Candidates for the Virginia House of Delegates were asked the following questions by The Washington Post:

Issue: What do you believe is the most important statewide issue the 1983 General Assembly will confront?

Budget: What is your opinion of the Robb administration's budget cuts? Would you cut some programs more deeply and restore funds to others?

Problem: What Northern Virginia problem is most in need of legislative attention?

Floyd C. Bagley (D), Incumbent, 60, of 18316 Possum Point Rd., Dumfries, an attorney, has been a delegate for seven years. He is a member of the House Appropriations Committee. He has 20 years service as a Marine Corps officer and also has been county attorney in Prince William. He currently has a private law practice.

Issue: Money! My constituents favor a one cent increase in the state sales tax in order to fund critical state programs, according to my own poll.

Budget: We on the Appropriations Committee are looking for new sources of revenue. Gov. Robb's 5 percent across-the-board budget cut hurts programs already sliced thin when we appropriated for the budget. Our cuts were necessary because of the shortfall in revenue collection caused by a longer-than-projected recession. Restoration of 5 percent cuts by exemption of Gov. Robb prevents cuts in essential programs.

Problem: A larger share than 22 percent return on revenue exported to Richmond (about one-third of the total state income is derived from our area), as well as transportation (our commuter problem). We must also address the need for jobs and compensation for the unemployed.

J. A. (Jack) Rollison III (R), 32, of 15500 Blackburn Rd., Woodbridge, is president of a family business. He has been an aide to Del. Harry J. Parrish (R-Pr. William) and an officer in the county Republican Party. He has been director of the county Chamber of Commerce, chairman of the county Private Industry Council and is active in other community groups.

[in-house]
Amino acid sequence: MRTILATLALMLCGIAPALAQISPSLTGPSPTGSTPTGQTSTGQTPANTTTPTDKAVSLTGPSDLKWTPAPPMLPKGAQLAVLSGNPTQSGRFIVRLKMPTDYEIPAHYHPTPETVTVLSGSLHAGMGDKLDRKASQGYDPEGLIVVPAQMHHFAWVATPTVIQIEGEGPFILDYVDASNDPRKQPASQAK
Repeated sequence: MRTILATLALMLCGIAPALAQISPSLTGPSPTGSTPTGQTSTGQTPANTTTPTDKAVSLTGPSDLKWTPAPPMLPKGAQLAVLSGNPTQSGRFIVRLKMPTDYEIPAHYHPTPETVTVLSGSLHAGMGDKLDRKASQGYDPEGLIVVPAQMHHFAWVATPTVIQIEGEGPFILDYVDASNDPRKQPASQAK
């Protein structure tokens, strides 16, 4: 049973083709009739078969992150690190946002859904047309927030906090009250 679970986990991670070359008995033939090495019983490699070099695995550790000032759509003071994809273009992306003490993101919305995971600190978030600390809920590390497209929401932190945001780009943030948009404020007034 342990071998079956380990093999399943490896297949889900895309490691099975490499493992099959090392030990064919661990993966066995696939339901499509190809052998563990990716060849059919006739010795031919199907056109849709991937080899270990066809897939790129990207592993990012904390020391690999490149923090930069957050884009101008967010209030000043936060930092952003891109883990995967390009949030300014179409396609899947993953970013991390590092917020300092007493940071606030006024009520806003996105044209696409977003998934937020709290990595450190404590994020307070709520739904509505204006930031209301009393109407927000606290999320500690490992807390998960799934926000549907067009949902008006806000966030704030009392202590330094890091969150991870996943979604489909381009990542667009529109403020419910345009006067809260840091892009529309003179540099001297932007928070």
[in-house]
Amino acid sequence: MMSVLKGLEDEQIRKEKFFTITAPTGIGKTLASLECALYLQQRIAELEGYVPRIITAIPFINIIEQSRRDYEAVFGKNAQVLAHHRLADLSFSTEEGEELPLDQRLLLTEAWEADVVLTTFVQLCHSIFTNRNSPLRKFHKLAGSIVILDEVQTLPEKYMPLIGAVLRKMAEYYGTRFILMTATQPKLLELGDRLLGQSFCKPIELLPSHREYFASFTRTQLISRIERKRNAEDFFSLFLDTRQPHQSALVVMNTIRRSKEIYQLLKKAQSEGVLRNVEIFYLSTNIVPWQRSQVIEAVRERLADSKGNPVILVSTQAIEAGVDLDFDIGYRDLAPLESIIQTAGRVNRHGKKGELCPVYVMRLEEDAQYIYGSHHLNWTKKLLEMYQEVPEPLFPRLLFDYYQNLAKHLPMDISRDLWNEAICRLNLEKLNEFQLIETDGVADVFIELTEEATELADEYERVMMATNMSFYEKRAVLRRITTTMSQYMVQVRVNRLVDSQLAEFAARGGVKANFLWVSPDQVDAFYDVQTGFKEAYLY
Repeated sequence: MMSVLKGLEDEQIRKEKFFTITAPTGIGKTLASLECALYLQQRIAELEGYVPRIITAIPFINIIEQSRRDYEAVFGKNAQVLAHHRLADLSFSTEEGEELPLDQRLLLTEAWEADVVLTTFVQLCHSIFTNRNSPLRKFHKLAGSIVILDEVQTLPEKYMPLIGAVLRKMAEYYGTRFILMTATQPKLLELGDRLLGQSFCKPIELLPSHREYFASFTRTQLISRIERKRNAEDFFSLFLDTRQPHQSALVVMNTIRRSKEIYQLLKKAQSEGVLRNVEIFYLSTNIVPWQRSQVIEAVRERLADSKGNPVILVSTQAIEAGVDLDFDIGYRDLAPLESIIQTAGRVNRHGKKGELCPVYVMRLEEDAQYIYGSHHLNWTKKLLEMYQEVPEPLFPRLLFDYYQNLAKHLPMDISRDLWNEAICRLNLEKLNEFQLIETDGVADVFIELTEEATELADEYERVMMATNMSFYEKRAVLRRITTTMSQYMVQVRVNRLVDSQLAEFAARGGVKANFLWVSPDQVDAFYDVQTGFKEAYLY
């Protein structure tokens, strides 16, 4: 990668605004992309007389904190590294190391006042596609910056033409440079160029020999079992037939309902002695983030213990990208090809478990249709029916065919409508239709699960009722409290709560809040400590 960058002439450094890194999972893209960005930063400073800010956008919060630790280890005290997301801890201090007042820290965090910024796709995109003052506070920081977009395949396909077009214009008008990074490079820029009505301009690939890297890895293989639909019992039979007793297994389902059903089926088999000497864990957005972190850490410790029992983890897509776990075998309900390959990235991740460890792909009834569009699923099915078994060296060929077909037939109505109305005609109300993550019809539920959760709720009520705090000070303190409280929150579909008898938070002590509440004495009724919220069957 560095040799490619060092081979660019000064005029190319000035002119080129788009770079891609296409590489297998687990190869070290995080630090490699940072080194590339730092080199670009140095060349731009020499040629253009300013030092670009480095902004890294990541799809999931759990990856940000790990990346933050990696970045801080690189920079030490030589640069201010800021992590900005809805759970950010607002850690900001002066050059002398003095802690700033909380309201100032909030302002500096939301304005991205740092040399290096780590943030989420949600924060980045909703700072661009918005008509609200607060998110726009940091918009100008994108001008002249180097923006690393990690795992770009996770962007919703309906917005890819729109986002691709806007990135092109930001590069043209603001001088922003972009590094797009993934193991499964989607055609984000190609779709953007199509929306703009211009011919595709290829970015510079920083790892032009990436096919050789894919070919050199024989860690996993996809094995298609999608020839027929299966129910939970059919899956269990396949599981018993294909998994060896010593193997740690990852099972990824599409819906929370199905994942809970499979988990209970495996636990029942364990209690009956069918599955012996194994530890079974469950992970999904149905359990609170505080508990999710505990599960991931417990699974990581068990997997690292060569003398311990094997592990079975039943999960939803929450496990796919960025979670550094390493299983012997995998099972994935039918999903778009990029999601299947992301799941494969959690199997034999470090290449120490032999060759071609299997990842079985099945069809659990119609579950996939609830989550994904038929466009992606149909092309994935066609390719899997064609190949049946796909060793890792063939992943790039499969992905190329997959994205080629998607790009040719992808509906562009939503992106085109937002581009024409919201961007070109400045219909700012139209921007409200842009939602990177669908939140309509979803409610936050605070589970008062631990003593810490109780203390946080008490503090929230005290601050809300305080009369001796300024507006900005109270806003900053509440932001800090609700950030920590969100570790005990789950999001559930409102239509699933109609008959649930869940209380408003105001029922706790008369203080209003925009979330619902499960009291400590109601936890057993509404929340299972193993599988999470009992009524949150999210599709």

Issue: Economic problems are paramount, including the interrelations between interest rates, inflation and unemployment. The challenge is to continue downward pressure on interest and inflation rates while lowering unemployment and keeping the lid on income taxes. In Virginia and other states, Job Club programs administered by Private Industry Councils (PICs) under CETA have been highly effective in finding jobs for the unemployed. In Prince William County, the PIC Job Club has achieved a 70 percent placement rate at a cost of $370 per placement. The General Assembly should: 1) strengthen and encourage Private Industry Councils statewide; 2) establish Job Club programs throughout the state; 3) require able-bodied individuals receiving unemployment or welfare compensation to participate in Job Club programs; 4) establish job training programs through PICs with local community colleges and high schools; 5) expand funding for on-the-job training by local businesses, and 6) create special tax incentives for businesses hiring unemployed youth. These programs are necessary to avert bankruptcy of the state's unemployment compensation fund.

Budget: Due to shortfalls in estimated revenue in both general and non-general fund items, a 5 percent across-the-board reduction has been instituted by Gov. Robb. I believe that this solution is too simplistic. It is the duty of the General Assembly to prioritize spending in the Commonwealth, and the governor should not take this power away. We need to increase spending in those areas that produce either an increase in revenue or a decreased demand for services. Examples of funding increases would be for job training, business relocation into Virginia, encouragement of tourism and expansion of training programs in the community colleges. We could cut programs that are not contributing to economic recovery and make sure that all user fees for state services are equal to the actual costs of those services.

Problem: Hundreds of millions of dollars have been wasted in Northern Virginia for "gold plated" sewer treatment plants designed to meet environmental standards which are not scientifically justified. Household and business sewer bills are exorbitant because the treatment plants are much too expensive to operate. Both treatment standards and plant design are controlled by the state Water Control Board, which has been aware of existing problems for at least five years, but has refused to act. Legislative action is required to set cost-effective treatment standards and prevent future sewer rate increases.